Ackworth Friends Church

Ackworth Friends Church


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First Friends Meeting in Richmond, IN is looking for a pastor.
We offer a community that starts with simplicity, peace, integrity,
community, equality, and earth care.
Find more information at our website:
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I'm just looking for something good to copy, and now I've found it. I'll start by trying to do it for Center Friends in Newton!

Ackworth Friends Church was founded June 5th, 1852 and is located in Ackworth Iowa on the north side of Highway 92. Sunday [email protected]:15am/[email protected]:15am

Operating as usual

[05/25/21]   Join us 6:30pm on Wednesday at the Church for Music at Ackworth. Weather permitting, Sue and Shawn will be playing and singing outside. Bring a lawn chair, this should y good.


Janet brought in these Lovely Iris on Sunday.

Janet brought in these Lovely Iris on Sunday.


Today's flowers brought to us by Janet.

Today's flowers brought to us by Janet.

Photos from Ackworth Friends Church's post 04/11/2021

Spring flowers are coming up!


I've been remiss in posting pictures lately. Please enjoy the first flowers of the season provided be Marie. Yes, they were that small and that cute. Not sure where she found the miniture vase though....

I've been remiss in posting pictures lately. Please enjoy the first flowers of the season provided be Marie. Yes, they were that small and that cute. Not sure where she found the miniture vase though....

Photos from Ackworth Friends Church's post 04/07/2021

Easter Sunday flowers provided by. Janet

[04/04/21]   HE IS RISEN!

[12/24/20]   Luke 24

It has been good to read about Jesus day-by-day straight through Luke from before His birth through His resurrection. There is no Christmas without Easter. Jesus’ birth, life, death, and resurrection are all part of God’s redemptive plan to bring us back to Him.

In Luke, several women find the empty tomb and are spoken to by two angels. Other gospels differ slightly in these events. Does that create a credibility problem?

Jesus walks with the two men on the road to Emmaus, seven miles from Jerusalem but does not reveal who He is. They had been in Jerusalem to see prophesies fulfilled and had heard the testimony of the women who found the empty tomb. Why are they walking away from Jerusalem crestfallen?

Jesus’ resurrected body is immortal, and He was able to appear and disappear. What does he do to show the disciples he is really alive and not a ghost?

Jesus tells the disciples they are witnesses, and we are, too. He tells them to remain in the city until he sends the Holy Spirit, which we have, too. We also have the collected works of God’s Word readily available.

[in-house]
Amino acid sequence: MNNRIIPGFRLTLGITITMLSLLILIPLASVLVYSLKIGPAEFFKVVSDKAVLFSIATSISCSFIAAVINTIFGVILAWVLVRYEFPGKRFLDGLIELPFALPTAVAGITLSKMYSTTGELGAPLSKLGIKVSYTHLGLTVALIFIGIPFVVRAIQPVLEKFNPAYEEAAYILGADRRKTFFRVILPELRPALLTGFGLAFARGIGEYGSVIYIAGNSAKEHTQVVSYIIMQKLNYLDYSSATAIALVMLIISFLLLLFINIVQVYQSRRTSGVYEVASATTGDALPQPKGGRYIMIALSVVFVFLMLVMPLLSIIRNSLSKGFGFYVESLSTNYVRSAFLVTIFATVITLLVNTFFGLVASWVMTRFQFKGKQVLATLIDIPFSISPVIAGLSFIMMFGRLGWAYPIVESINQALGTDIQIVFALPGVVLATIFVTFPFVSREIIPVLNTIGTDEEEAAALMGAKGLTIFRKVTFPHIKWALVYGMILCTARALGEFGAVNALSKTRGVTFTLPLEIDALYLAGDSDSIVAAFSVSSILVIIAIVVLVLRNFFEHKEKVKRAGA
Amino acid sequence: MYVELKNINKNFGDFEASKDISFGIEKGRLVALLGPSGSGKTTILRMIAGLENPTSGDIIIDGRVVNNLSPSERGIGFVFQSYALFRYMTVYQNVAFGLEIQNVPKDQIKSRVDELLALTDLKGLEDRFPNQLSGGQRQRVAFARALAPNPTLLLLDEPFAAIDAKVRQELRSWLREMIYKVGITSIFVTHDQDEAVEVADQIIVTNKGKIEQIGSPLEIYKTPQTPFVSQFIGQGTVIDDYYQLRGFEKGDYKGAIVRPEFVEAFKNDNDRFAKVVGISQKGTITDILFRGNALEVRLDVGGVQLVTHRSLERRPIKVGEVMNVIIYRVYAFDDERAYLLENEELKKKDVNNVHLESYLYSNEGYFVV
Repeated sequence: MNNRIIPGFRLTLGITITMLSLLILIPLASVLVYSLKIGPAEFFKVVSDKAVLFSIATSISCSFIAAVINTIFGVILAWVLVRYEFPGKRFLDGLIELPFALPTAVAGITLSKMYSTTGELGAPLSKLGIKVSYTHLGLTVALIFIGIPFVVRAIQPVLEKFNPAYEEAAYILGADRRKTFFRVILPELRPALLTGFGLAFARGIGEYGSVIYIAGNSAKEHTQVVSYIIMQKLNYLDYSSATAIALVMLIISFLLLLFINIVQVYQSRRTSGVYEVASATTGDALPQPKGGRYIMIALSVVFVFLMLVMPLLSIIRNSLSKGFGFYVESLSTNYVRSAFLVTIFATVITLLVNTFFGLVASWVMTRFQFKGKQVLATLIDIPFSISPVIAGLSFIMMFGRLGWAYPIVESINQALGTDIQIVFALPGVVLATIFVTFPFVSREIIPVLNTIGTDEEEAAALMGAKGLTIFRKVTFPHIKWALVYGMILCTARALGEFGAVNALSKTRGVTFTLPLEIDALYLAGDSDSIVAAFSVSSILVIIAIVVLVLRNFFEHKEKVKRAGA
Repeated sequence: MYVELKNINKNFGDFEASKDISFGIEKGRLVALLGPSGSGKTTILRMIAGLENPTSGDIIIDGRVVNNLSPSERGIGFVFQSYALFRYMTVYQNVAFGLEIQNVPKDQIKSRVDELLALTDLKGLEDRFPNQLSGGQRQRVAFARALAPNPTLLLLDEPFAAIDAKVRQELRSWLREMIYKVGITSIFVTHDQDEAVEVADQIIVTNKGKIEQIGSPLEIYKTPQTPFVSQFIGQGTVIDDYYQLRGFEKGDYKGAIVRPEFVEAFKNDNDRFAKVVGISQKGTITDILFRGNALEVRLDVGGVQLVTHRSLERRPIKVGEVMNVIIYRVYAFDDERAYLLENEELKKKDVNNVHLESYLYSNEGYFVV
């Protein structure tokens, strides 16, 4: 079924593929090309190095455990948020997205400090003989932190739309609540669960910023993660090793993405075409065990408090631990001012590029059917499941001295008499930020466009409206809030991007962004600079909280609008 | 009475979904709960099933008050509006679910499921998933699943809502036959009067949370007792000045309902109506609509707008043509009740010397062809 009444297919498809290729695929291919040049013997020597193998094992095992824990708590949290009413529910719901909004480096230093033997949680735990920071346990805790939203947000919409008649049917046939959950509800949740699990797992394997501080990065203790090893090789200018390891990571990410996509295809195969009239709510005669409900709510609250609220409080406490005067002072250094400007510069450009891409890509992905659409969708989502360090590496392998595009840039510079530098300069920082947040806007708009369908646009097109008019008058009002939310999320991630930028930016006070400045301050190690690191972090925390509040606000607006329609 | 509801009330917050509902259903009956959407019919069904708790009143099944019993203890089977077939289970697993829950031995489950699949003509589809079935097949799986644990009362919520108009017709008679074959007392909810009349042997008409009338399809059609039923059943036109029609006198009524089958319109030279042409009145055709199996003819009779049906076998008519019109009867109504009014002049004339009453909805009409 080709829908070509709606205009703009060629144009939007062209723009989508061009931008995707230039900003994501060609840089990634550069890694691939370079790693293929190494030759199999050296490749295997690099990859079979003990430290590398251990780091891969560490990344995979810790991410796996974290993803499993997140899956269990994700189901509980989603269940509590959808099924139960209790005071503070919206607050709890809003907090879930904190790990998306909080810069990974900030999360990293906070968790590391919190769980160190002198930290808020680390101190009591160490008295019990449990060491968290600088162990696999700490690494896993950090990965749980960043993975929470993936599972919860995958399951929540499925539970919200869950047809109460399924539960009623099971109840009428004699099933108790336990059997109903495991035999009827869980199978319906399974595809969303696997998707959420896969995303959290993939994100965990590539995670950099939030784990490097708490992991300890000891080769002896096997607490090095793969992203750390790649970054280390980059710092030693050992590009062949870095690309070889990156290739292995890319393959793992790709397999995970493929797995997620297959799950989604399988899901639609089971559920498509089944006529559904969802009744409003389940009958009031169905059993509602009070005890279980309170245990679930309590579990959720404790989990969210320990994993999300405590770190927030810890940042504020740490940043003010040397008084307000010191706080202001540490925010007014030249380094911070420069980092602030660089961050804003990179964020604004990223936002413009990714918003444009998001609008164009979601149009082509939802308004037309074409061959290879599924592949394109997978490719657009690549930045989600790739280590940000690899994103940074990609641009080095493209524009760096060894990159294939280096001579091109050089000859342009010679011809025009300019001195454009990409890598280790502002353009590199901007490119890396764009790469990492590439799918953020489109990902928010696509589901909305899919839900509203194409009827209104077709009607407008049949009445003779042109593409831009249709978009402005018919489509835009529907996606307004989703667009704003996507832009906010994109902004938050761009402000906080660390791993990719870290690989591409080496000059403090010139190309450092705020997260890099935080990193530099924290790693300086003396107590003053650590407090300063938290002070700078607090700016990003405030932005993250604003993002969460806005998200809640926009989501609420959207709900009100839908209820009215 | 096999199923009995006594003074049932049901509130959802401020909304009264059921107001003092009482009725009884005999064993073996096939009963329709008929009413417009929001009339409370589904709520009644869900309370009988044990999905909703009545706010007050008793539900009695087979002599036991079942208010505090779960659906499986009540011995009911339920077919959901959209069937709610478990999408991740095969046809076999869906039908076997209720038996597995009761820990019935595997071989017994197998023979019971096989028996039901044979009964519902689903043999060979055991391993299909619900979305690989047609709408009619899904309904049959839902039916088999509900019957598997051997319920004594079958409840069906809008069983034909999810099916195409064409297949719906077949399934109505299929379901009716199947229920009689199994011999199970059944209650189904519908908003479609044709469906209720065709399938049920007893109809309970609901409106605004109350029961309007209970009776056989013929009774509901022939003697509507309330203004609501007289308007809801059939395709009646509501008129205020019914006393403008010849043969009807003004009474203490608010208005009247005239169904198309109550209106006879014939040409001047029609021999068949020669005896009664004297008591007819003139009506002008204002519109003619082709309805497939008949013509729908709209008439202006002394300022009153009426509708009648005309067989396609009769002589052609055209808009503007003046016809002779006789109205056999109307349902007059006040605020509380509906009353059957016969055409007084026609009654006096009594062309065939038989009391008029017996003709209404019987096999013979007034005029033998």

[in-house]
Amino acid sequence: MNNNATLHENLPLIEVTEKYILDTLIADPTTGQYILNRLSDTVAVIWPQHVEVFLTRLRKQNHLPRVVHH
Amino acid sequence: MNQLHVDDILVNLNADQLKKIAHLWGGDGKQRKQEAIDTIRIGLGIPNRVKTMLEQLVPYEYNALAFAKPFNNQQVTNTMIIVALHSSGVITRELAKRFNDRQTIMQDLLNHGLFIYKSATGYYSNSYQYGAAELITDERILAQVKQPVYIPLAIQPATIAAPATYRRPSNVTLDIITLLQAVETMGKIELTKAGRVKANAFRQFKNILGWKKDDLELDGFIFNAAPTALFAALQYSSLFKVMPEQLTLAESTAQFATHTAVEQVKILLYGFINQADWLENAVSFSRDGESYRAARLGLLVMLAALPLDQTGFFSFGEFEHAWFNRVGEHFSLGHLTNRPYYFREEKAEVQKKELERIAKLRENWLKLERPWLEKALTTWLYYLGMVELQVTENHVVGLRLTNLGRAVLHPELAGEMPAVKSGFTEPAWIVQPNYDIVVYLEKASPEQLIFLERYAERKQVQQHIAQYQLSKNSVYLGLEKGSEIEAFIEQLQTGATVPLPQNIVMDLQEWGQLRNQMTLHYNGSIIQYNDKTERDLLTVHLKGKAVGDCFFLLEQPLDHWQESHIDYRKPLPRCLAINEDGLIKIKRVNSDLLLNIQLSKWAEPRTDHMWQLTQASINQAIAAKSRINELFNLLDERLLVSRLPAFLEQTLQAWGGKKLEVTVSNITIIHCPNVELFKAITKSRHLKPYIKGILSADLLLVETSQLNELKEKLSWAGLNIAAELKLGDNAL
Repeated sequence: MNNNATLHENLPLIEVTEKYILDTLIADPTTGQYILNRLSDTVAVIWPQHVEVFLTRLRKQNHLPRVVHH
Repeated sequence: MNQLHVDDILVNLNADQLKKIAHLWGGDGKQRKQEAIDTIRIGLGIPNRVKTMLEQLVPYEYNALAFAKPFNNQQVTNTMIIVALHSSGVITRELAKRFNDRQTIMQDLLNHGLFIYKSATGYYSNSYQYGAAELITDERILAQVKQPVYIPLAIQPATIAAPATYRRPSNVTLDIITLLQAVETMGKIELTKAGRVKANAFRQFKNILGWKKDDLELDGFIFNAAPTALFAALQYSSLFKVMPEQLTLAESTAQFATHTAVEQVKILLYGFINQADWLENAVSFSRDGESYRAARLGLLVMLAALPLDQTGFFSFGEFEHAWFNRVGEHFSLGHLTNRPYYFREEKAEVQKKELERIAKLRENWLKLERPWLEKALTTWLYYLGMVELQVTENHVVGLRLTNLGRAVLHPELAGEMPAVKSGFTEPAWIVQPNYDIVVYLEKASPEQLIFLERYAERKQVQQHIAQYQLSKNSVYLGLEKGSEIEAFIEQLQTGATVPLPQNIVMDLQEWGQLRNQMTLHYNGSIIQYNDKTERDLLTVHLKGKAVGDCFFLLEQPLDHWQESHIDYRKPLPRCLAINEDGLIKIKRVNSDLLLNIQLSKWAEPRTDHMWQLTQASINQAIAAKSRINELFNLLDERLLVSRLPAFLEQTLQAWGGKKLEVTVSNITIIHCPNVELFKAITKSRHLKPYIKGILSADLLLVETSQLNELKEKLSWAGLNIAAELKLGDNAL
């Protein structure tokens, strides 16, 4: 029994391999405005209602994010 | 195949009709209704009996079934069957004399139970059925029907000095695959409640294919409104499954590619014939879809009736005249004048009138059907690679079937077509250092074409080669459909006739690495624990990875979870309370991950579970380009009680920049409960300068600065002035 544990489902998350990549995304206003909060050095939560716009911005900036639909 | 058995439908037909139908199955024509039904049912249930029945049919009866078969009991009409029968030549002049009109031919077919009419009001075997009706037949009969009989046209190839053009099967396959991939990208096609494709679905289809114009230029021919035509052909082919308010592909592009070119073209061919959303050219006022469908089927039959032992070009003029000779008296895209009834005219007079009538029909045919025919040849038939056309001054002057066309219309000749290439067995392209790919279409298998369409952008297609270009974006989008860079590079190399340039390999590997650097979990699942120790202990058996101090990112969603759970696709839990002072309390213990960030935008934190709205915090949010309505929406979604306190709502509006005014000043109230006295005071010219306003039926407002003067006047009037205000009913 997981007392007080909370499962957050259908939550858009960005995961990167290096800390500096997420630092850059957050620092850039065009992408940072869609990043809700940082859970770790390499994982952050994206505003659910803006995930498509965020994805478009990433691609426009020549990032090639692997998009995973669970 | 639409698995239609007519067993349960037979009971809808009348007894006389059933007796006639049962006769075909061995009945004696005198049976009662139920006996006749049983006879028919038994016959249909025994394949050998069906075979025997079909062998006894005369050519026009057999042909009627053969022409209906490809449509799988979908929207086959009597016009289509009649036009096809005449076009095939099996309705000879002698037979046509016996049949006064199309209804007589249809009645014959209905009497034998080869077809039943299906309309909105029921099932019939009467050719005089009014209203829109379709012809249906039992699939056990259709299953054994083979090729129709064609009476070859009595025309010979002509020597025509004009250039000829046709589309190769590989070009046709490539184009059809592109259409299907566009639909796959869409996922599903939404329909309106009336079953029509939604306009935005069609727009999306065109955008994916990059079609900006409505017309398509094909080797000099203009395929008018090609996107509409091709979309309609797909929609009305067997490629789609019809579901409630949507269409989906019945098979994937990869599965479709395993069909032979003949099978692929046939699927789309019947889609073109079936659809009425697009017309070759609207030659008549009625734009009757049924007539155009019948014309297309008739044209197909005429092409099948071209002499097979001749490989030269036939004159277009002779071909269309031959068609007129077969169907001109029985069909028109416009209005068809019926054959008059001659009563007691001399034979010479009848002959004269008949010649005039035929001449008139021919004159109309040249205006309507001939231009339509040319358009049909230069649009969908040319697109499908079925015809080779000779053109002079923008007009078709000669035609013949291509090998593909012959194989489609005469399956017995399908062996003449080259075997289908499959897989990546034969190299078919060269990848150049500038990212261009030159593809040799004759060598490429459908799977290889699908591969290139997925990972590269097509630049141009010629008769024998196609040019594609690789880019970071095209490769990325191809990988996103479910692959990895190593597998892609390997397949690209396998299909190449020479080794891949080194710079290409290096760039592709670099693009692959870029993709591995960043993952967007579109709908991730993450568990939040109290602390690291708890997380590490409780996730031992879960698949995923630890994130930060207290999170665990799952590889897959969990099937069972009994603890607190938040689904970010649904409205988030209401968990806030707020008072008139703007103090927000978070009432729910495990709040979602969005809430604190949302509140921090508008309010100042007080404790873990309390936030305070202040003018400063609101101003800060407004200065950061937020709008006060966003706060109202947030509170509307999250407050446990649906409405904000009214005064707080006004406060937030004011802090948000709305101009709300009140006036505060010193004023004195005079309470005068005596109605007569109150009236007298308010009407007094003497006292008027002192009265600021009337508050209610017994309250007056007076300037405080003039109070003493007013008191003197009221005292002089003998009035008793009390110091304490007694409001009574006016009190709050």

The resurrection of Jesus is the central fact of the Christian faith. Here are some notes from my study Bible about its significance:
1. Through the Resurrection the Kingdom of Heaven broke into earth’s history. Now we are headed for redemption, not disaster, waiting for the second coming.
2. Because of the Resurrection we know that death has been conquered and we will live eternally.
3. The Resurrection gives authority to the church’s witness in the world. Look at the early evangelistic messages of Acts, proclaiming the Resurrection. I would add that, “He is risen!” shouldn’t just be an Easter message.
4. The Resurrection gives meaning to spiritual communion with the Lord, whether practiced through the Lord’s Supper or Worship After the Manner of Friends.
5. The Resurrection helps us find meaning even in great tragedy. We walk with the Lord and have hope for the future.
6. The Resurrection assures us that Christ is alive and ruling His kingdom. He is not just a legend.
7. God’s power that brought Christ back from the dead is available to us so that we can live for Him in an evil world.

Thanks for reading along, and I hope you have a blessed Christmas!

[12/24/20]   John 1:14
The Word became flesh and made his dwelling among us.

[12/23/20]   Chapter 23 opens with Jesus appearing before Pilate. Pilate had a reputation for harassing the Jews, but if the people became too upset and lodged a formal complaint with Rome, he could be removed. There is a political aspect to the crucifixion, too. Pilate seems happy to pass Jesus off to Herod Antipas when he hears Jesus is a Galilean.

Herod is excited to see Jesus because he wants to see a miracle. He asks Jesus lots of questions, but Jesus disappoints him and remains silent. After mocking and ridiculing Jesus, Herod sends Him back to Pilate.
Pilate can see Jesus has committed no crime, and he plans to flog and release Him. In the end he gives in to the people, releases Barabbas, and turns Jesus over. Luke does not record Pilate saying he washes his hands of Jesus, which has very powerful symbolism, I think. I always think of the contrast between the crowd calling, “Crucify him!” with the cheers of “Hosanna!” at the triumphal entry. I hope that believers today are not so easily led astray and manipulated.